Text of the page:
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Space activists, entrepreneurs, engineers, and others exchanged information on efforts to expand commercial space enterprises in Los Angeles last month at the annual conference of the Space Frontier Foundation.
Space Frontier Conference VI, titled "Space: Open for Business" brought a crowd to the Sheraton Gateway Hotel near Los Angeles International Airport Nov. 7-9. Befitting the meeting location, a strong emphasis of the conference was on commercial space transportation efforts and the technical and regulatory hurdles they face. Similar attention was also focused on the commercialization of space itself, from current projects to the promise of space tourism and space power.
The first day of the conference was devoted to the discussion of present and future spaceplane concepts in both the public and private sectors. NASA, Air Force, and industry speakers reported on projects such as military spaceplanes and the NASA Future X program, while small startup companies provide updates on their efforts to build reusable launch vehicles.
Jerry Rising of Lockheed Martin updated conference attendees on the status of the X-33 project, which had just passed its critical design review a week before the conference. Having solved "a number of developmental problems" related to the weight, control surfaces, and liquid hydrogen tank of the vehicle, the X-33 team was moving ahead with production of the prototype, with fabrication of the hydrogen and oxygen fuel tanks already in progress.
Rising said the X-33 design team had already moved on to the VentureStar, the full-scale version of the X-33. The final design of the VentureStar should be complete by the end of 1999, with test flights beginning in 2004. The X-33 suborbital test flights will begin in mid-1999 at launch facilities under construction at Edwards Air Force Base. Up to 15 test flights of the X-33 are planned, although its test objectives could be met in as little as 7.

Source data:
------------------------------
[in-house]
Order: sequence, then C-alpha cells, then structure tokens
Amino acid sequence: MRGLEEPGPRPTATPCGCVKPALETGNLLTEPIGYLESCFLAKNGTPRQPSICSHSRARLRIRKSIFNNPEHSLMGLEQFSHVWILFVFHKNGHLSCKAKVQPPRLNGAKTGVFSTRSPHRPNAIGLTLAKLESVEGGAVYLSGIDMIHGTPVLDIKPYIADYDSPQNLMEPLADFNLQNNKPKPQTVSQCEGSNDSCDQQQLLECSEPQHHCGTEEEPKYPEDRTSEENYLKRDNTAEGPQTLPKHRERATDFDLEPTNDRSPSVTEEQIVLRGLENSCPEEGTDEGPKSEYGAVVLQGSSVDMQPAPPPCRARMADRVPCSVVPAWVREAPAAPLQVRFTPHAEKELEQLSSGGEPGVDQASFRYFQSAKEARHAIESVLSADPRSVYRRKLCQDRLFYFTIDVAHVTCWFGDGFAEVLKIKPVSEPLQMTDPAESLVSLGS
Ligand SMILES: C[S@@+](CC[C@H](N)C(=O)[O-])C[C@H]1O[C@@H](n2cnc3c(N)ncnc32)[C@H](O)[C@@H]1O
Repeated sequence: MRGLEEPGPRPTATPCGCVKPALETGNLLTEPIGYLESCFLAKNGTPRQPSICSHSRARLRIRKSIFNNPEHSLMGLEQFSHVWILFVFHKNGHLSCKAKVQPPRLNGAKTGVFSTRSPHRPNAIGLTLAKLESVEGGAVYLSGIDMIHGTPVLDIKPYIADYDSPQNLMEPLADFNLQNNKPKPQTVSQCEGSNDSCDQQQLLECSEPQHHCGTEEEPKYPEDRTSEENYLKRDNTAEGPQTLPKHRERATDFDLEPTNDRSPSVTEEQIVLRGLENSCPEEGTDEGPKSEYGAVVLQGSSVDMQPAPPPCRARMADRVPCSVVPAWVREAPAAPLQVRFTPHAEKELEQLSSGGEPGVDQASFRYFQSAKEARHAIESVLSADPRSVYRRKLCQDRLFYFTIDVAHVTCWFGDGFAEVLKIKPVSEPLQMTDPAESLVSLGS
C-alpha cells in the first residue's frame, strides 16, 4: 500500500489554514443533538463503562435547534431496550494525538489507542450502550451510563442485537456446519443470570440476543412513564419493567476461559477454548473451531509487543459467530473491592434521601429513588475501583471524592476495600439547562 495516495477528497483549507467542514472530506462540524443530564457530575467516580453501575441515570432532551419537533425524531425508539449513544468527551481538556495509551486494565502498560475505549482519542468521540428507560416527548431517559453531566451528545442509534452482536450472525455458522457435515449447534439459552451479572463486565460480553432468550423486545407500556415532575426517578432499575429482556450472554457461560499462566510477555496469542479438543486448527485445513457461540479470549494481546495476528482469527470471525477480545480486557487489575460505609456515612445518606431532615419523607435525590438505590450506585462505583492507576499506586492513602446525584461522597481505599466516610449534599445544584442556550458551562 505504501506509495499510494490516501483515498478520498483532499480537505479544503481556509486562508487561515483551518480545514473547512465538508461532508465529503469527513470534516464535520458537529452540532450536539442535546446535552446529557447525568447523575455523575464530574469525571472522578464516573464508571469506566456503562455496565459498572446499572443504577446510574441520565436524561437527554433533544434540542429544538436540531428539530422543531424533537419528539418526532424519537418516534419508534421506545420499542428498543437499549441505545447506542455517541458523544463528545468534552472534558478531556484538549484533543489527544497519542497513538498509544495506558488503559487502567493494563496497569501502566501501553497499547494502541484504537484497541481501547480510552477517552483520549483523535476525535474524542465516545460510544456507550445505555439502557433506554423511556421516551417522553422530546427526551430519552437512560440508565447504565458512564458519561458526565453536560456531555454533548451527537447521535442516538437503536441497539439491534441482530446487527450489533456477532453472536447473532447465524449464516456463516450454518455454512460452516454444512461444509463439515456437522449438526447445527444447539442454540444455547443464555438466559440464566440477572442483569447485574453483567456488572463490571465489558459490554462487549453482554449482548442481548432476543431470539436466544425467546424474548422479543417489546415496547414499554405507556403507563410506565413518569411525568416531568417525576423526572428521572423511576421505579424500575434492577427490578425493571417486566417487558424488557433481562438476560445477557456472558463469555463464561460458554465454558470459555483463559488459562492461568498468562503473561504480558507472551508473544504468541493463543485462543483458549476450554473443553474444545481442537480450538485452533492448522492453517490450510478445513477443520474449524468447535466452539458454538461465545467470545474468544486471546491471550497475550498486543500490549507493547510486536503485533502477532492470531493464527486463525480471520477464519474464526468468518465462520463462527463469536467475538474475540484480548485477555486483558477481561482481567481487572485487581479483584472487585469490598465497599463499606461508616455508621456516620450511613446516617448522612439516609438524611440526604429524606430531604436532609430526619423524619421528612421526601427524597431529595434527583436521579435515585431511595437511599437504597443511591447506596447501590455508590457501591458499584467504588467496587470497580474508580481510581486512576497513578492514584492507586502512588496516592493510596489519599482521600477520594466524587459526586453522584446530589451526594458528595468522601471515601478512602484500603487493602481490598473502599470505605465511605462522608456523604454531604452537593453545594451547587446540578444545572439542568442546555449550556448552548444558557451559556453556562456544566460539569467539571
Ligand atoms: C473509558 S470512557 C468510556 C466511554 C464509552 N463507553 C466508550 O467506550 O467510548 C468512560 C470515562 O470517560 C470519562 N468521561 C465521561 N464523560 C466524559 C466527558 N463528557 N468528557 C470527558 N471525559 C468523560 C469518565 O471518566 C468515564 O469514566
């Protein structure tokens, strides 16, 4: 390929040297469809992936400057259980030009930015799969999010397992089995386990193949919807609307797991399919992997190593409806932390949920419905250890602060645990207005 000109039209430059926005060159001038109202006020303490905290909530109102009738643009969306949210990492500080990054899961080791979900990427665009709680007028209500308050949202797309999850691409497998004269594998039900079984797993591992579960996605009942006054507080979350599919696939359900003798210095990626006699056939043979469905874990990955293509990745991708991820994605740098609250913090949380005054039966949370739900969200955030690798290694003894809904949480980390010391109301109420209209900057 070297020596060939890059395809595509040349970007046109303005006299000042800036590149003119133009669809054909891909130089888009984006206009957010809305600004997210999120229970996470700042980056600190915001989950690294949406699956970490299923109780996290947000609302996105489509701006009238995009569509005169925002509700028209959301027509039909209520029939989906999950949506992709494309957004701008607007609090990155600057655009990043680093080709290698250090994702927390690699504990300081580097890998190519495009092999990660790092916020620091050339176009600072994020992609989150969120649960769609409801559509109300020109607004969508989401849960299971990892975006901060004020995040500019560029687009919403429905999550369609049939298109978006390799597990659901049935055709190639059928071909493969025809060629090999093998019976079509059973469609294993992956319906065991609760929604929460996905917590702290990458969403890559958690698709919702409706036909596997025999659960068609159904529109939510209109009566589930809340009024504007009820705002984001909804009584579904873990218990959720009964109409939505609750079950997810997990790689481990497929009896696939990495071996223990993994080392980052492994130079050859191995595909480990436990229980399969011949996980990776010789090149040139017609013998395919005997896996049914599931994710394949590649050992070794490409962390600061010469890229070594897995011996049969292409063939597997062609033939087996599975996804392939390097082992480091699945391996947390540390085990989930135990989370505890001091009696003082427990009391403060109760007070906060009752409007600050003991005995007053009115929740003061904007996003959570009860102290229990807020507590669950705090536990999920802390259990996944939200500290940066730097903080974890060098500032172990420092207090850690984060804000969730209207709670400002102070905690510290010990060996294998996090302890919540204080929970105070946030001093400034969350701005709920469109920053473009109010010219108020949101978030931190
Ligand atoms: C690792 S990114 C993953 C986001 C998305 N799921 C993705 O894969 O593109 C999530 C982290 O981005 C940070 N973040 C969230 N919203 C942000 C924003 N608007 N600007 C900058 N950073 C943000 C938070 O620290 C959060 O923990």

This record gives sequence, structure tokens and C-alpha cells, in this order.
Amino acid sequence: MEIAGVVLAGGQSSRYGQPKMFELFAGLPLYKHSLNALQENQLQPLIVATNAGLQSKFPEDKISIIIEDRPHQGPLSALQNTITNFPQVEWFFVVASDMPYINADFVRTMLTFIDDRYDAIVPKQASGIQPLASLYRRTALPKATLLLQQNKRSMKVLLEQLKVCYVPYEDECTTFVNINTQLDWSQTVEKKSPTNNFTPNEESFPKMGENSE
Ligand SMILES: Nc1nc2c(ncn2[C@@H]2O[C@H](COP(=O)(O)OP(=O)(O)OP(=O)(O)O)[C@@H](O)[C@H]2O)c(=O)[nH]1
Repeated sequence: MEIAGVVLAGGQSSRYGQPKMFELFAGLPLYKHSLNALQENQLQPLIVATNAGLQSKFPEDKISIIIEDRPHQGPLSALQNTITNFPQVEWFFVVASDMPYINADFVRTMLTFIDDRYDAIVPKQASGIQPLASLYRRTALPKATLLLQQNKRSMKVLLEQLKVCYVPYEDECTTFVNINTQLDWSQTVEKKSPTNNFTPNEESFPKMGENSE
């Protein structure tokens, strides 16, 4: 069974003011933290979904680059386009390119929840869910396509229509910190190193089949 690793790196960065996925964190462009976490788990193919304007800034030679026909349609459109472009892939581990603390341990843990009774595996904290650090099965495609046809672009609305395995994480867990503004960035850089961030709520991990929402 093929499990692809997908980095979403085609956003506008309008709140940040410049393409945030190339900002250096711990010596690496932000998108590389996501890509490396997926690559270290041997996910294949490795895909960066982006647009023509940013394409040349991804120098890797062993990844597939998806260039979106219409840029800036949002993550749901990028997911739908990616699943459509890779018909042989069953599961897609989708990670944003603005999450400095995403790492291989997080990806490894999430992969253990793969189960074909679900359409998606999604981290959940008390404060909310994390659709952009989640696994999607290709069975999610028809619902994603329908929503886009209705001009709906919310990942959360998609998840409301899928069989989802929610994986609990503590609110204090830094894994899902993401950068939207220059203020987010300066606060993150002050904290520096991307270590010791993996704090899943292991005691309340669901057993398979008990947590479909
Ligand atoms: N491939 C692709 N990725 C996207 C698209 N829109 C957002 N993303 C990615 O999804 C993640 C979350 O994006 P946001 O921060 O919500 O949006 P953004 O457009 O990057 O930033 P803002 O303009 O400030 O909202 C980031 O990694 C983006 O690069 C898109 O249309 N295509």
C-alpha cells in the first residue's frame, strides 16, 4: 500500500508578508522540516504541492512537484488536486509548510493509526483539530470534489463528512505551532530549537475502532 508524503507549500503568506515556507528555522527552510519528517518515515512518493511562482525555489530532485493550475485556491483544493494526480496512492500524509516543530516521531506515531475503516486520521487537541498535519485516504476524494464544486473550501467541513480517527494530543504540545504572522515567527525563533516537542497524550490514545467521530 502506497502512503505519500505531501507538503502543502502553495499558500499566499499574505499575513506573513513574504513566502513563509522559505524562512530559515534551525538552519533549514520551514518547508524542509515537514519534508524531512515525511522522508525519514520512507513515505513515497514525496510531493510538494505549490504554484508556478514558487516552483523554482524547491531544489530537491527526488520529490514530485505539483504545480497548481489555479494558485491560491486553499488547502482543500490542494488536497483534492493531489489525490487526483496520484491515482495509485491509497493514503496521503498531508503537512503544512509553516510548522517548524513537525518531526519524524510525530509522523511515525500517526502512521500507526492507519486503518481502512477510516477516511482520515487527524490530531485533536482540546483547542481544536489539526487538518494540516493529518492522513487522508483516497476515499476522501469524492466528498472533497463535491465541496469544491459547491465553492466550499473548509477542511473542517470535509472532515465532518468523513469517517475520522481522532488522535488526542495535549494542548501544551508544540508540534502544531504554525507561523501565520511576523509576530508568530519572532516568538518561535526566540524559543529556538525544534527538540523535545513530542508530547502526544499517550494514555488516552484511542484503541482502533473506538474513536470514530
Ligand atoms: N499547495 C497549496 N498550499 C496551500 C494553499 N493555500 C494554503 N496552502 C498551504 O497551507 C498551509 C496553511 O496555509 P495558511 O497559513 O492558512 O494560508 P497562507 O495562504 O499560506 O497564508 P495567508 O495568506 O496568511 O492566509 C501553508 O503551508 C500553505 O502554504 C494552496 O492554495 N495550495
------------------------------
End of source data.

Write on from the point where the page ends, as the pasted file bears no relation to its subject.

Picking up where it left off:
Michael Kelly, president and CEO of Kelly Space and Technology, discussed his company’s planned Eclipse reusable spaceplanes. The company is developing the manned, suborbital vehicles that are towed aloft behind a 747 and carried to an altitude of about 9,000 meters (30,000 feet). The spaceplane then starts its engines and cuts its tow line, flying a suborbital trajectory that lets it deliver its payload to orbit before gliding back to Earth for landing.
Kelly described a three-phase development approach. First is the subscale Eclipse Sprint, which, like the larger versions, would be rocket-powered and manned. Kelly expects the first Sprint flight by "this time next year.". The Eclipse Express is similar to the Sprint, but can carry a payload with an upper stage, making a viable launcher for small
satellites and a replacement for sounding rockets. The Eclipse Astroliner would be the full-scale version, capable of carrying a payload of several thousand kilograms.
The company has already performed free-flight tests with a QF-106, an experimental remote-controlled aircraft with a delta-wing body design similar to the Eclipse series. Kelly said tow-line tests using the QF-106 would begin in early December.
Gary Hudson, president of Rotary Rocket Company, updated his company’s efforts on the Roton reusable launcher. The Roton takes off vertically using a set of what Hudson called "zero-length aerospike engines" and lands vertically but unpowered, using the autorotation of its nose-mounted rotors to guide it to a landing at a speed of 45 knots.
The company is planning to start construction of its high-bay assembly facility in Mojave, California, in December, and plan to complete it by next summer. Testing of some components, such as a composite liquid oxygen tank, have already been completed. Hudson didn’t provide an estimate of the cost of each Roton, but said it would cost "less than you might think."
Pioneer Rocketplane executive vice president Mitchell Burnside Clapp talked about his company’s Pathfinder, a reusable manned suborbital spaceplane. Unlike the tow-launched Eclipse, the Pathfinder takes off under its own power using jet engines and takes on a load of propellant at about 7,500 m (25,000 ft.) before igniting its rockets for its suborbital flight. It then makes a powered landing using its jets.